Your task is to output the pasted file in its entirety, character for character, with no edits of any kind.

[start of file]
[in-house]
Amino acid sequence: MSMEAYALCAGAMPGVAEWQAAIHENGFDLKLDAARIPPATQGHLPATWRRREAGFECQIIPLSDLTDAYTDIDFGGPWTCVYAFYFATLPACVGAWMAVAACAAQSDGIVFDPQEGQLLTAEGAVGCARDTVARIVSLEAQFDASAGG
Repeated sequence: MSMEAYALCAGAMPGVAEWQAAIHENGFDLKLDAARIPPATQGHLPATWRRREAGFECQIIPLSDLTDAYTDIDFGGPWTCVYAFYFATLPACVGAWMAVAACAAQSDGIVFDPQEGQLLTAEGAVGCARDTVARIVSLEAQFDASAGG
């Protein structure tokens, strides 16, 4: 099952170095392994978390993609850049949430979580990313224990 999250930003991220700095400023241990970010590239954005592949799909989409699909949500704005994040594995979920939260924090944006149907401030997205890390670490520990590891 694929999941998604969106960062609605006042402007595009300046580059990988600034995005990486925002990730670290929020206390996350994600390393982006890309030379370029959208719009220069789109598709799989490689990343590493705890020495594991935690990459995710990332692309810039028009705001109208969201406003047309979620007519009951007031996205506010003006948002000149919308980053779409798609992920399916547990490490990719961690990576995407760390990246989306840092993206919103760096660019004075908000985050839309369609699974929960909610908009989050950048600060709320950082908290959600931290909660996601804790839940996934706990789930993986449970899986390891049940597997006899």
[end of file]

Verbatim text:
[in-house]
Amino acid sequence: MSMEAYALCAGAMPGVAEWQAAIHENGFDLKLDAARIPPATQGHLPATWRRREAGFECQIIPLSDLTDAYTDIDFGGPWTCVYAFYFATLPACVGAWMAVAACAAQSDGIVFDPQEGQLLTAEGAVGCARDTVARIVSLEAQFDASAGG
Repeated sequence: MSMEAYALCAGAMPGVAEWQAAIHENGFDLKLDAARIPPATQGHLPATWRRREAGFECQIIPLSDLTDAYTDIDFGGPWTCVYAFYFATLPACVGAWMAVAACAAQSDGIVFDPQEGQLLTAEGAVGCARDTVARIVSLEAQFDASAGG
């Protein structure tokens, strides 16, 4: 099952170095392994978390993609850049949430979580990313224990 999250930003991220700095400023241990970010590239954005592949799909989409699909949500704005994040594995979920939260924090944006149907401030997205890390670490520990590891 694929999941998604969106960062609605006042402007595009300046580059990988600034995005990486925002990730670290929020206390996350994600390393982006890309030379370029959208719009220069789109598709799989490689990343590493705890020495594991935690990459995710990332692309810039028009705001109208969201406003047309979620007519009951007031996205506010003006948002000149919308980053779409798609992920399916547990490490990719961690990576995407760390990246989306840092993206919103760096660019004075908000985050839309369609699974929960909610908009989050950048600060709320950082908290959600931290909660996601804790839940996934706990789930993986449970899986390891049940597997006899």